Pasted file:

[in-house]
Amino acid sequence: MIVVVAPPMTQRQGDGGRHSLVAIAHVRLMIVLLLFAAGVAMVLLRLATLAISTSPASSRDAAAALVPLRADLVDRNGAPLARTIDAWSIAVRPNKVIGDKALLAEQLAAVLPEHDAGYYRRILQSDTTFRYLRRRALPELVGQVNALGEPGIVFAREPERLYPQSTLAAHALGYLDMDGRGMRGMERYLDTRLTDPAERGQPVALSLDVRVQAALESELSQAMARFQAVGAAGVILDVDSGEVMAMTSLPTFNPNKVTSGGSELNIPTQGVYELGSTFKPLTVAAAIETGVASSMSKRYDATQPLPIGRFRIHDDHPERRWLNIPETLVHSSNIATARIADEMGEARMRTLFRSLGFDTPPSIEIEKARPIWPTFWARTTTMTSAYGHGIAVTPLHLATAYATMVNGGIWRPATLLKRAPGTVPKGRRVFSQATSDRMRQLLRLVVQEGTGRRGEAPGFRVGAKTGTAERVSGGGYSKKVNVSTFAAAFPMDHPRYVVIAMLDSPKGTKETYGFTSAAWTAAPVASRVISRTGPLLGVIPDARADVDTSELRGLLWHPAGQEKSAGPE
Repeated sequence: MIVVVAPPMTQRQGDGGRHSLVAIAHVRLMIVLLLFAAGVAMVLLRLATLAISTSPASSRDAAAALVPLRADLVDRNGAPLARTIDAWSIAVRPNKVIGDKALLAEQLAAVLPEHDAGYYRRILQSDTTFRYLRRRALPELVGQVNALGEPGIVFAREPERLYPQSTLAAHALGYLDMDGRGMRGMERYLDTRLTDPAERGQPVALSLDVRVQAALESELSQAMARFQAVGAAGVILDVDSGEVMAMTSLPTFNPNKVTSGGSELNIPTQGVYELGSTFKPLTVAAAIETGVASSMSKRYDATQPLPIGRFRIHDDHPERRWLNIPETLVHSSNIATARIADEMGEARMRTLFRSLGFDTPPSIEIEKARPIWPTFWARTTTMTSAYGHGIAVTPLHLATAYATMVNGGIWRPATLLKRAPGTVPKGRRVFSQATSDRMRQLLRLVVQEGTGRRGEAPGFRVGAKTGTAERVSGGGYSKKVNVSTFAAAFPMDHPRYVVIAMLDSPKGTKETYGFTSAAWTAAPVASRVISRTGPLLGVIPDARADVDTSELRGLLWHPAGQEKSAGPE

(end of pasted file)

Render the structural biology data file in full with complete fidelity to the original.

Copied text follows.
[in-house]
Amino acid sequence: MIVVVAPPMTQRQGDGGRHSLVAIAHVRLMIVLLLFAAGVAMVLLRLATLAISTSPASSRDAAAALVPLRADLVDRNGAPLARTIDAWSIAVRPNKVIGDKALLAEQLAAVLPEHDAGYYRRILQSDTTFRYLRRRALPELVGQVNALGEPGIVFAREPERLYPQSTLAAHALGYLDMDGRGMRGMERYLDTRLTDPAERGQPVALSLDVRVQAALESELSQAMARFQAVGAAGVILDVDSGEVMAMTSLPTFNPNKVTSGGSELNIPTQGVYELGSTFKPLTVAAAIETGVASSMSKRYDATQPLPIGRFRIHDDHPERRWLNIPETLVHSSNIATARIADEMGEARMRTLFRSLGFDTPPSIEIEKARPIWPTFWARTTTMTSAYGHGIAVTPLHLATAYATMVNGGIWRPATLLKRAPGTVPKGRRVFSQATSDRMRQLLRLVVQEGTGRRGEAPGFRVGAKTGTAERVSGGGYSKKVNVSTFAAAFPMDHPRYVVIAMLDSPKGTKETYGFTSAAWTAAPVASRVISRTGPLLGVIPDARADVDTSELRGLLWHPAGQEKSAGPE
Repeated sequence: MIVVVAPPMTQRQGDGGRHSLVAIAHVRLMIVLLLFAAGVAMVLLRLATLAISTSPASSRDAAAALVPLRADLVDRNGAPLARTIDAWSIAVRPNKVIGDKALLAEQLAAVLPEHDAGYYRRILQSDTTFRYLRRRALPELVGQVNALGEPGIVFAREPERLYPQSTLAAHALGYLDMDGRGMRGMERYLDTRLTDPAERGQPVALSLDVRVQAALESELSQAMARFQAVGAAGVILDVDSGEVMAMTSLPTFNPNKVTSGGSELNIPTQGVYELGSTFKPLTVAAAIETGVASSMSKRYDATQPLPIGRFRIHDDHPERRWLNIPETLVHSSNIATARIADEMGEARMRTLFRSLGFDTPPSIEIEKARPIWPTFWARTTTMTSAYGHGIAVTPLHLATAYATMVNGGIWRPATLLKRAPGTVPKGRRVFSQATSDRMRQLLRLVVQEGTGRRGEAPGFRVGAKTGTAERVSGGGYSKKVNVSTFAAAFPMDHPRYVVIAMLDSPKGTKETYGFTSAAWTAAPVASRVISRTGPLLGVIPDARADVDTSELRGLLWHPAGQEKSAGPE